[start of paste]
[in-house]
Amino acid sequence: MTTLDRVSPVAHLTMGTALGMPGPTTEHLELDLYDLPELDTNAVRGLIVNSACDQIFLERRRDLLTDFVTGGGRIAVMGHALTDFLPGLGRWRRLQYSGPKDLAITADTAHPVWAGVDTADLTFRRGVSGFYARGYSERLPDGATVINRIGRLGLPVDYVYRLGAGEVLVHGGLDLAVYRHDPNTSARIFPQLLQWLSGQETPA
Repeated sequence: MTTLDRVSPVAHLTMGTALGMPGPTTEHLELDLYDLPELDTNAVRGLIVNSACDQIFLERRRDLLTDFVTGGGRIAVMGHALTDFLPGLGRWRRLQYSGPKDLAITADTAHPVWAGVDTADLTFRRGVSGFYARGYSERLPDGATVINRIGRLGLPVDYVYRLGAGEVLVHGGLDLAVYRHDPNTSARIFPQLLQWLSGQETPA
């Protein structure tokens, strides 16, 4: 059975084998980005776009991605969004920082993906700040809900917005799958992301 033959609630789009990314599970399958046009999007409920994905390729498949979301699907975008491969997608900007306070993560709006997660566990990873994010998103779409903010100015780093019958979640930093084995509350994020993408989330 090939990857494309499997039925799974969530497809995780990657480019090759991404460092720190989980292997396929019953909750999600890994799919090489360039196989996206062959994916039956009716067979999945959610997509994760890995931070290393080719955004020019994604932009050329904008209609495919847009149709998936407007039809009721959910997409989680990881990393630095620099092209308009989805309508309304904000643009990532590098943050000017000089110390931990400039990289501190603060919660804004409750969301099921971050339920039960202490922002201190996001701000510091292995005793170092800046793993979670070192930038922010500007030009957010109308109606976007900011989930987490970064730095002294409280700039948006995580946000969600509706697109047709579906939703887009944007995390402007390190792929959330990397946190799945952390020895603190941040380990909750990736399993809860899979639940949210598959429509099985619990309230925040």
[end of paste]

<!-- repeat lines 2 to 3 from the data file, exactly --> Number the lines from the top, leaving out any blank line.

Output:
Amino acid sequence: MTTLDRVSPVAHLTMGTALGMPGPTTEHLELDLYDLPELDTNAVRGLIVNSACDQIFLERRRDLLTDFVTGGGRIAVMGHALTDFLPGLGRWRRLQYSGPKDLAITADTAHPVWAGVDTADLTFRRGVSGFYARGYSERLPDGATVINRIGRLGLPVDYVYRLGAGEVLVHGGLDLAVYRHDPNTSARIFPQLLQWLSGQETPA
Repeated sequence: MTTLDRVSPVAHLTMGTALGMPGPTTEHLELDLYDLPELDTNAVRGLIVNSACDQIFLERRRDLLTDFVTGGGRIAVMGHALTDFLPGLGRWRRLQYSGPKDLAITADTAHPVWAGVDTADLTFRRGVSGFYARGYSERLPDGATVINRIGRLGLPVDYVYRLGAGEVLVHGGLDLAVYRHDPNTSARIFPQLLQWLSGQETPA